Cloud computing architectures provide a tangible example of
why this is so important. To really determine what solutions can / should go to
the cloud we must first understand the data aspects. This ranges from functional
/ non-functional requirements to risk management and compliance. These aspects
have the ability to stop you in your tracks, and they are all data centric. 

Open Group Newport Beach Conference 2013 – Day One Keynote Highlights

Mike The Architect Blog - Open Group Newport Beach Conference Day 1

This is the second Open
Group conference that focuses on the topic of Big Data. This is an architecture
style that is getting a great deal of attention lately. With the emergence of
social and the explosion of data coming from devices there is a surge of opportunities
for companies to monetize on the data that is generated in the public domain. A
great example of a tech company doing this today is Google. Google generates
that vast majority of its revenue on marketing data, not its technology. Other
companies want a piece of this pie. 

Mike The Architect Blog - IBM Big Data Opps

Above is an IBM
created an infographic I think sums up the opportunities for companies.

So with this as such
a value driver for our companies it’s important for us to understand what this
new technology enables but also be cautious not to abuse this new architecture

The first two
keynotes of Day 1 cover the business opportunities for Big Data and the ways to
make it interoperable in the enterprise.


Big Data at NASA

Mike The Architect Blog - Big Data at NASA

Chris Gerty presented the views and uses of Big Data at NASA.
What great way to kick off the conference. At least for me, it’s always good starting
off a conference with space ships, distant galaxies and the mars rover.

Outside the pure science geek factor, this was a great
presentation. Chris showed the direct result of architecture or more
specifically, information architecture on providing truly compelling results. I
liked that Chris didn’t call out EA specifically but rather talked about the
value that this new architecture style enables.

NASA is on the cutting edge of technology. What a refreshing
view of the government.  They are doing
everything from open sourced solutions to democratizing information to create
some really interesting crowd sourced applications. They even stood up a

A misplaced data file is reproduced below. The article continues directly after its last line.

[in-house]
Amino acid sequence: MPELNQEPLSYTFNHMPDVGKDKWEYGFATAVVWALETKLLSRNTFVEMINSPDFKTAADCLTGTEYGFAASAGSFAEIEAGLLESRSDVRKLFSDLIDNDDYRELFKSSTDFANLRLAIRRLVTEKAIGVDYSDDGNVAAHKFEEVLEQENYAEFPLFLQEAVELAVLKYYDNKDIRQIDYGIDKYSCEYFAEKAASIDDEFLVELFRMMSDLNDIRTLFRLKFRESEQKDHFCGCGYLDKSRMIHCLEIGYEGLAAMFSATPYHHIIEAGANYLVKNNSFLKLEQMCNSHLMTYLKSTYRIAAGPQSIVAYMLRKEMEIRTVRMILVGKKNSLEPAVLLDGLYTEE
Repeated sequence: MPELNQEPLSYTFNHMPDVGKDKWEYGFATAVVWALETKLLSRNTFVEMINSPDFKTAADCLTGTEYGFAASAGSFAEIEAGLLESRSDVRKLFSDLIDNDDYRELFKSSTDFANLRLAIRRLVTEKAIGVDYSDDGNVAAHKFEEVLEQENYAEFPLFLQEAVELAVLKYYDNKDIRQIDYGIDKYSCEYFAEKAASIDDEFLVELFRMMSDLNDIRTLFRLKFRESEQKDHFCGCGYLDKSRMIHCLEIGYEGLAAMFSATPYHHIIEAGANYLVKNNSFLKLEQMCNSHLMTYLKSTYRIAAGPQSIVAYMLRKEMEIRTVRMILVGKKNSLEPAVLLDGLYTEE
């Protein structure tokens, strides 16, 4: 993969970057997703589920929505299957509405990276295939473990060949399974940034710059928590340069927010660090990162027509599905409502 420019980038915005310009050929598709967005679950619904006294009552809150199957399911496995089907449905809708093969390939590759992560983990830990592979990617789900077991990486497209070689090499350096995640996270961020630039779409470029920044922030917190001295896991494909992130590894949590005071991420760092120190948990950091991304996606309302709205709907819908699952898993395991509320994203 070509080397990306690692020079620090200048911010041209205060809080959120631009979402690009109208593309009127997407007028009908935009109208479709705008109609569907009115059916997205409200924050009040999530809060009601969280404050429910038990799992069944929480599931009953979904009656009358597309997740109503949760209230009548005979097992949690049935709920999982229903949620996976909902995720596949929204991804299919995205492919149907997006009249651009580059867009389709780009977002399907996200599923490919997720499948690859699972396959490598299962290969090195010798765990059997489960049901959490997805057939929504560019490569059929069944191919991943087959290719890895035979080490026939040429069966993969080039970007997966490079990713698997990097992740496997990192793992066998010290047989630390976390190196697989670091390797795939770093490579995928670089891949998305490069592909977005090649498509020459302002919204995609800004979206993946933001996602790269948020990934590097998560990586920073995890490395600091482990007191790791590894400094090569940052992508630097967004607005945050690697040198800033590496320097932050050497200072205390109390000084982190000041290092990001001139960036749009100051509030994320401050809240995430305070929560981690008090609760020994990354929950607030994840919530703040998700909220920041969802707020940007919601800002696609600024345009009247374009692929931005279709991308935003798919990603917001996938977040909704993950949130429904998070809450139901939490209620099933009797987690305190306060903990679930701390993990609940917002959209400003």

private cloud inside NASA before the public cloud really emerged as an option.
They then evolved to a public cloud infrastructure for their big data

The area that Chris talked about that I think has a lot of potential
is the notion of context aware solutions. This is a Gartner term that has been
used for a couple years to describe getting data from devices. NASA is looking
at this to get a better understanding of their Big Data. The assertion here is
that Big Data is often time “context-less” and when you bring in other inputs
from other methods you get truly meaningful information. I believe this
assertion  hits the nail on the head.  

Key Takeaways

There was three core takeaways provided at the session.
Below I have provided a bit of commentary on those takeaways to provide
additional insights from a pure EA perspective.

  • Democratize
     - "we believe that oneness, collaboration and
    collective insights are the pathways forward to solving humanities
    toughest challenges". I thought that this was a very thought
    provoking statement not only applied to NASA but as a lesson for EA in
    general. I think of the quote from Aristotle quote, "The whole is
    greater than the sum of it's parts"
  • Look
    for Opportunities for Big Data
     - be creative and experiment. In
    his talk we learn about all the insist you get in an unexpected way. I
    think there should most certainly be an innovation piece to EA some EA
    organizations have it but there are still a lot that don't. In creation of
    an architecture strategy for your company it is important that EA can get
    in front of the challenges facing the business along with exploration of
    new business opportunities.
  • Involve
     - While a specific NASA ask it does apply to general Big
    Data architectures. This is a lot like the first take away.


Bringing Order to Chaos

David Potter and Ron Schuldt talked about the work that The
Open Group is doing to evolve their standard Quantum Lifecycle Management (QLM)
and the complementary Universal Data Element Framework (UDEF) standard.

This session was complementary to the Big Data architecture
style by leveraging these standards to provide a consistent method for tagging
and exchanging information about anything.

Quantum Lifecycle

Quantum Lifecycle Management  or QLM is a body of
work that was started in 2010 based on the EU-funded PROMISE project in 2005m